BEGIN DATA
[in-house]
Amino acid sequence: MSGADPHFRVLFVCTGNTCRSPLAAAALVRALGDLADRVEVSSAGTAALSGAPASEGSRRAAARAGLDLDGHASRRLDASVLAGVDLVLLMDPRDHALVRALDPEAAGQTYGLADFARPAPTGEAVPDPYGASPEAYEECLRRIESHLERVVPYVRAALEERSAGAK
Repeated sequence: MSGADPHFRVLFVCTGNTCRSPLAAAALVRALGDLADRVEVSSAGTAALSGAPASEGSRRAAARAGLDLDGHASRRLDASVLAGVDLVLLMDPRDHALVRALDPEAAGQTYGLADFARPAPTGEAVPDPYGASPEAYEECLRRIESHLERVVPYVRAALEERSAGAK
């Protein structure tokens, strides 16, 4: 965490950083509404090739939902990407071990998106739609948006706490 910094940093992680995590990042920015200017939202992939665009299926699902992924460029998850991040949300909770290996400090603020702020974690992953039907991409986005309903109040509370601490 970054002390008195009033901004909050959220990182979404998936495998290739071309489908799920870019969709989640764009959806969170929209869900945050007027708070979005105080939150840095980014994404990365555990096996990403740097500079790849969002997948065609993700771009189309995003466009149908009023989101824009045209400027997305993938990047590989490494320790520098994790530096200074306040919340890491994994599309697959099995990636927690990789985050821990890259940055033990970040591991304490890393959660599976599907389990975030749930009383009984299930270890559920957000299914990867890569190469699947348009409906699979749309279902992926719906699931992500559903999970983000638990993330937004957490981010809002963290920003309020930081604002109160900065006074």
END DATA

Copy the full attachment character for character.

[in-house]
Amino acid sequence: MSGADPHFRVLFVCTGNTCRSPLAAAALVRALGDLADRVEVSSAGTAALSGAPASEGSRRAAARAGLDLDGHASRRLDASVLAGVDLVLLMDPRDHALVRALDPEAAGQTYGLADFARPAPTGEAVPDPYGASPEAYEECLRRIESHLERVVPYVRAALEERSAGAK
Repeated sequence: MSGADPHFRVLFVCTGNTCRSPLAAAALVRALGDLADRVEVSSAGTAALSGAPASEGSRRAAARAGLDLDGHASRRLDASVLAGVDLVLLMDPRDHALVRALDPEAAGQTYGLADFARPAPTGEAVPDPYGASPEAYEECLRRIESHLERVVPYVRAALEERSAGAK
């Protein structure tokens, strides 16, 4: 965490950083509404090739939902990407071990998106739609948006706490 910094940093992680995590990042920015200017939202992939665009299926699902992924460029998850991040949300909770290996400090603020702020974690992953039907991409986005309903109040509370601490 970054002390008195009033901004909050959220990182979404998936495998290739071309489908799920870019969709989640764009959806969170929209869900945050007027708070979005105080939150840095980014994404990365555990096996990403740097500079790849969002997948065609993700771009189309995003466009149908009023989101824009045209400027997305993938990047590989490494320790520098994790530096200074306040919340890491994994599309697959099995990636927690990789985050821990890259940055033990970040591991304490890393959660599976599907389990975030749930009383009984299930270890559920957000299914990867890569190469699947348009409906699979749309279902992926719906699931992500559903999970983000638990993330937004957490981010809002963290920003309020930081604002109160900065006074």